Palliative care, which is sometimes confused with hospice, is designed to control a patient’s pain and nausea levels. Being in palliative care does not necessarily mean a person’s life span is limited.

“We were able to adequately manage his pain to the point that he was able to continue with his college courses and attend work,” Bekius said. “The role of palliative care in his journey was not only that of pain management, it was about the relationship he and his mother were able to make with our office team members that allowed them to feel comfortable (contacting) us with any symptom management questions.”

Bekius said those personal relationships can become almost as important as pain management.

“We get to know them as a whole person,” Bekius said.

Winter said every so often he’ll feel a twinge of pain, but for the most part, it’s kept in check.

“I think they’re hoping within the next six months to be cutting back to no pain medicine,” he said.

The palliative care team has also been a huge support to Winter’s mother.

“They keep her in the loop and they’re always asking how she’s doing as well,” Winter said. “If I’m in pain, they’re very consoling to her, too. They’ve really put her mind at ease.”

‘A celebrity’

Winter said his billboard and television commercial fame hasn’t escaped the palliative care team.

“They tease me that they have a celebrity as a patient,” Winter said, laughing.

Winter didn’t have any formal modeling experience, but a friend of his who worked in the field in Chicago told him about the American Cancer Society’s casting call.

Last August, he drove to Chicago to try out. A month later he heard that he had been chosen for the part. He returned to the Windy City for the five-hour photo and video shoot.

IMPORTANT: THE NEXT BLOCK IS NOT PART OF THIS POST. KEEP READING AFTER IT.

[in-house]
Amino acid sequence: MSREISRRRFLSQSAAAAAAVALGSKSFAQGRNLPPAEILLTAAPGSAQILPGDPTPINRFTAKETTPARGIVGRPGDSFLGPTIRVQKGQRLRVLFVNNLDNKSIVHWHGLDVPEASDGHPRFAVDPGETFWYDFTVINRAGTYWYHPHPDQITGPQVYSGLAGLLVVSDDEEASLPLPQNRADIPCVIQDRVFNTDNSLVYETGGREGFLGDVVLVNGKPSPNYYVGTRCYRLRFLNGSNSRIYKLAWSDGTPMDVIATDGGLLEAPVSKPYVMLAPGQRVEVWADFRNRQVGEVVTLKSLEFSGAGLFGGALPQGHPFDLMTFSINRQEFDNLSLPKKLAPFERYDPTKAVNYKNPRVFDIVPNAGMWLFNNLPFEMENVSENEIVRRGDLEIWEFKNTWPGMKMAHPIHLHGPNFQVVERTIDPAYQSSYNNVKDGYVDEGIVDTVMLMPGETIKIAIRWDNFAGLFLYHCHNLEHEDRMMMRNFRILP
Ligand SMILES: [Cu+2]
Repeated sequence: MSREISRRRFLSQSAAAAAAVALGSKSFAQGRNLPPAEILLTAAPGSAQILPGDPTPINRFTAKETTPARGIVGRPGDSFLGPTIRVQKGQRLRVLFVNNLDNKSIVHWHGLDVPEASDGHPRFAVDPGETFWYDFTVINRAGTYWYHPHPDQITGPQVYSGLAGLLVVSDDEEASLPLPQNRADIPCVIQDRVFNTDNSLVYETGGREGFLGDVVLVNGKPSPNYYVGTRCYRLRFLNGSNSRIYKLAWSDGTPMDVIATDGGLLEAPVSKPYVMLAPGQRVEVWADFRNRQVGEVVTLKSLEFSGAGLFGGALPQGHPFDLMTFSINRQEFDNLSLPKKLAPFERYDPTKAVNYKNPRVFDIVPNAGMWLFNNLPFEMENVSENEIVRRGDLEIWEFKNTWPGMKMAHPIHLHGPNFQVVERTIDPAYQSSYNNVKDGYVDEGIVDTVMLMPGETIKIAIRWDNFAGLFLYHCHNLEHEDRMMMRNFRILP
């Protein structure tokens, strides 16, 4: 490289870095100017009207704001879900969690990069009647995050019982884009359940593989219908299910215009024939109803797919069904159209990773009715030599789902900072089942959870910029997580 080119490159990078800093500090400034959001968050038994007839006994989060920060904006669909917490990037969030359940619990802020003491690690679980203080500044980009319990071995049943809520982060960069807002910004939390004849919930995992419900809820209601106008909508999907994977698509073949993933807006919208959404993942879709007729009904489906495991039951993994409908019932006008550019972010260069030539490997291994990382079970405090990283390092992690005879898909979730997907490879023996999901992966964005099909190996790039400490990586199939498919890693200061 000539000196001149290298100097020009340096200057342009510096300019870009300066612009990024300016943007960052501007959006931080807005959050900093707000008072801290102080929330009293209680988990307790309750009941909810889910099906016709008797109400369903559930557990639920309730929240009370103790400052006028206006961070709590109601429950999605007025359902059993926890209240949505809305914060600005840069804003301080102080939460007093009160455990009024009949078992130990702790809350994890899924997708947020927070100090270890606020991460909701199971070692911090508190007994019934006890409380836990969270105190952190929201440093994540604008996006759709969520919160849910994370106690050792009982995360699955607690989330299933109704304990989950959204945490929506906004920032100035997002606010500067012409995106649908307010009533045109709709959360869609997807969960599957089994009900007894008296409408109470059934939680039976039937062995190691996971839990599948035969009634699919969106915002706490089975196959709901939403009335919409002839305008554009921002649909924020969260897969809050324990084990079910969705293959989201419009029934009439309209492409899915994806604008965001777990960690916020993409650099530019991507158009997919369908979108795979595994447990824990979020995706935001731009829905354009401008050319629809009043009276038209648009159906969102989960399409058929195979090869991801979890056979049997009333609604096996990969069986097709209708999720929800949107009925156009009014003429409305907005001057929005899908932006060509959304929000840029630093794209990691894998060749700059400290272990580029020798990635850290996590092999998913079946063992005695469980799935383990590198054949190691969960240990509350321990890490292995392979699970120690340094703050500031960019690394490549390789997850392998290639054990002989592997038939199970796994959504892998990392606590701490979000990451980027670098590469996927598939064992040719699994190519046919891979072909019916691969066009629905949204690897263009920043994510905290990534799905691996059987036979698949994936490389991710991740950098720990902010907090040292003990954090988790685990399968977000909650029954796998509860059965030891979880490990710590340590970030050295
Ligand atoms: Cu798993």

“My mom also participated and they did a piece of us together, which turned into a commercial that aired nationally,” Winter said.

The first week of December, he and his mom visited New York City to see his larger-than-life image on a billboard in Fashion Square (Fashion and Fourth at Penn Station).

“It was like breathtaking,” he said. “I look up and there I am on a five-story billboard.”

The billboard sports a shot from the torso up, of a muscular Winter in a red athletic shirt holding a weight. The 12-inch scar over his right bicep is clearly visible, with the word “Defiance” written across the bottom.

“They’re focusing on the different faces of cancer,” Winter said. “They named me the face of defiance. From Day 1 when I found out my diagnosis, I said this is not going to be the end of me, I’m going to beat this. This is the type of cancer that people usually do not beat. There are quite a few fatalities from it. Not many people make it out well, but I’m going to. I went through two rounds of chemo, had multiple surgeries, but I’m still here.”

It’s a trend Winter expects to continue.

“Every cancer has a risk of coming back,” he said. “But everything I had was localized, nothing spread and nothing got into my bloodstream.”

And his face is forever immortalized in the minds of television watchers and billboard viewers.

“It’s my little bit of fame,” Winter said. “I’ll take it.”

Dr. Post said he thinks the billboard has helped Winter in other ways, too.

“I think this advocacy has allowed him to cope with his life-changing diagnosis,” Dr. Post said. “I see a passion in him for his desire to fight the disease and help others throughout their personal journeys.”